There is a close historical association with the Scottish novelist, historian and politician John Buchan, who regularly holidayed in the associated Broughton Green House as a child. Whilst this is of historic interest the association is not directly evidenced in the fabric of the steading and it does not therefore contribute to the interest of the building in listing terms.

Statutory address, category of listing changed from B to C and listed building record revised in 2017. Previously listed as 'Broughton Village, Green Farm Steading (Comprising Offices, Garage and Store)'.

References

Bibliography

Canmore: http://canmore.org.uk/ CANMORE ID 230668, 262930 and 262932.

Maps

Ordnance Survey (Surveyed 1856, Published 1859) Peebles-shire, Sheet XV (includes: Broughton, Glenholm And Kilbucho; Culter) 6 inches to the Mile. 1st Edition. Southampton: Ordnance Survey.

Printed Sources

Naismith, R. J. (1989) Buildings of the Scottish Countryside. London: Victor Gollancz Ltd. p 66.

Cruft. K, Dunbar. J, and Fawcett, R. (2006) The Buildings of Scotland, Borders Yale University Press. p140.

Glendinning, M. and Wade Martins, S. (2008) Buildings of the Land, Scotland's Farms 1750-2000. Edinburgh: Royal Commission of the Ancient and Historical Monuments of Scotland. p 23.

Online Sources

Ordnance Survey Name Books (1856-1858) Peeblesshire volume 01, OS1/24/1/15 at http://www.scotlandsplaces.gov.uk/digital-volumes/ordnance-survey-name-books/peeblesshire-os-name-books-1856-1858/peeblesshire-volume-01/15#zoom=3&lat=802.79&lon=251.75&layers=B (accessed 14/02/2017).

Railscot. Symington, Biggar and Broughton Railway at https://www.railscot.co.uk/Symington_Biggar_and_Broughton_Railway/

[accessed 07/02/2017].

Canmore

About Designations

Listed Buildings

Listing is the way that a building or structure of special architectural or historic interest is recognised by law through the Planning (Listed Buildings and Conservation Areas) (Scotland) Act 1997.

We list buildings of special architectural or historic interest using the criteria published in the Historic Environment Scotland Policy Statement.

The statutory listing address is the legal part of the listing. The information in the listed building record gives an indication of the special architectural or historic interest of the listed building(s). It is not a definitive historical account or a complete description of the building(s). The format of the listed building record has changed over time. Earlier records may be brief and some information will not have been recorded.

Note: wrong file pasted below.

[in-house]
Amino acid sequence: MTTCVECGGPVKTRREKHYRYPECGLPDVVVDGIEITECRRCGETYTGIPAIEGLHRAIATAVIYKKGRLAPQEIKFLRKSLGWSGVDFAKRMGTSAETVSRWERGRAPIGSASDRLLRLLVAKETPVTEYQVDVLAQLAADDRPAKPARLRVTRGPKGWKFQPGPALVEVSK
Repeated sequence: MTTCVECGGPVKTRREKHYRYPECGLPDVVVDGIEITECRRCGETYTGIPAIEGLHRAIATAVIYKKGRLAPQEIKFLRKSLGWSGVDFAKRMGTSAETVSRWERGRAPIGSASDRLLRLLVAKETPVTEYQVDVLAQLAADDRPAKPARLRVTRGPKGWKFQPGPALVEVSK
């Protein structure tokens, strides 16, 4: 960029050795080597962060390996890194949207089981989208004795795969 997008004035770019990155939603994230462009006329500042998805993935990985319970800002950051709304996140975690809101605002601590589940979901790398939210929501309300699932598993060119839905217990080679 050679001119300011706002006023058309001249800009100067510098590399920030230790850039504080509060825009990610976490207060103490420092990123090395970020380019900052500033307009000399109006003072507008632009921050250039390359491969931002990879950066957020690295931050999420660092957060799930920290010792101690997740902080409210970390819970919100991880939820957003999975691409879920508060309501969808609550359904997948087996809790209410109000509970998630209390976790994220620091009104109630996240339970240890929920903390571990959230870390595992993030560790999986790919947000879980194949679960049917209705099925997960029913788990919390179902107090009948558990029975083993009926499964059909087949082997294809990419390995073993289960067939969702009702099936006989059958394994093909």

Listing covers both the exterior and the interior. Listing can cover structures not mentioned which are part of the curtilage of the building, such as boundary walls, gates, gatepiers, ancillary buildings etc. The planning authority is responsible for advising on what is covered by the listing including the curtilage of a listed building. For information about curtilage see www.historicenvironment.scot. Since 1 October 2015 we have been able to exclude items from a listing. If part of a building is not listed, it will say that it is excluded in the statutory address and in the statement of special interest in the listed building record. The statement will use the word 'excluding' and quote the relevant section of the Historic Environment Scotland Act 2014. Some earlier listed building records may use the word 'excluding', but if the Act is not quoted, the record has not been revised to reflect current legislation.

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Images ()

Green Farm Steading, from southwest, during daytime, on a grey day.
Green Farm Steading, entrance elevation, looking southeast during daytime, on a grey day.

Map

Map

Printed: 15/12/2017 06:33